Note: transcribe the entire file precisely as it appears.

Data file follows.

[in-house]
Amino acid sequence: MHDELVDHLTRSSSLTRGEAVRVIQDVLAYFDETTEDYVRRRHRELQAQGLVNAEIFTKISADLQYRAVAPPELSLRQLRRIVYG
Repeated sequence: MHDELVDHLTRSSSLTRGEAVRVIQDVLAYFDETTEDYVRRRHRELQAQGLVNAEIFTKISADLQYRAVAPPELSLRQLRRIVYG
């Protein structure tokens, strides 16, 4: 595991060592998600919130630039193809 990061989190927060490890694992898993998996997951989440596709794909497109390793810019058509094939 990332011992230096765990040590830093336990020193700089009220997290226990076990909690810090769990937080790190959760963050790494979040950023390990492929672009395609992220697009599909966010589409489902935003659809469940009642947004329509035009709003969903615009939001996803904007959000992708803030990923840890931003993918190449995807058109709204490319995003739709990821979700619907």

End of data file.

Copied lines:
[in-house]
Amino acid sequence: MHDELVDHLTRSSSLTRGEAVRVIQDVLAYFDETTEDYVRRRHRELQAQGLVNAEIFTKISADLQYRAVAPPELSLRQLRRIVYG
Repeated sequence: MHDELVDHLTRSSSLTRGEAVRVIQDVLAYFDETTEDYVRRRHRELQAQGLVNAEIFTKISADLQYRAVAPPELSLRQLRRIVYG
């Protein structure tokens, strides 16, 4: 595991060592998600919130630039193809 990061989190927060490890694992898993998996997951989440596709794909497109390793810019058509094939 990332011992230096765990040590830093336990020193700089009220997290226990076990909690810090769990937080790190959760963050790494979040950023390990492929672009395609992220697009599909966010589409489902935003659809469940009642947004329509035009709003969903615009939001996803904007959000992708803030990923840890931003993918190449995807058109709204490319995003739709990821979700619907």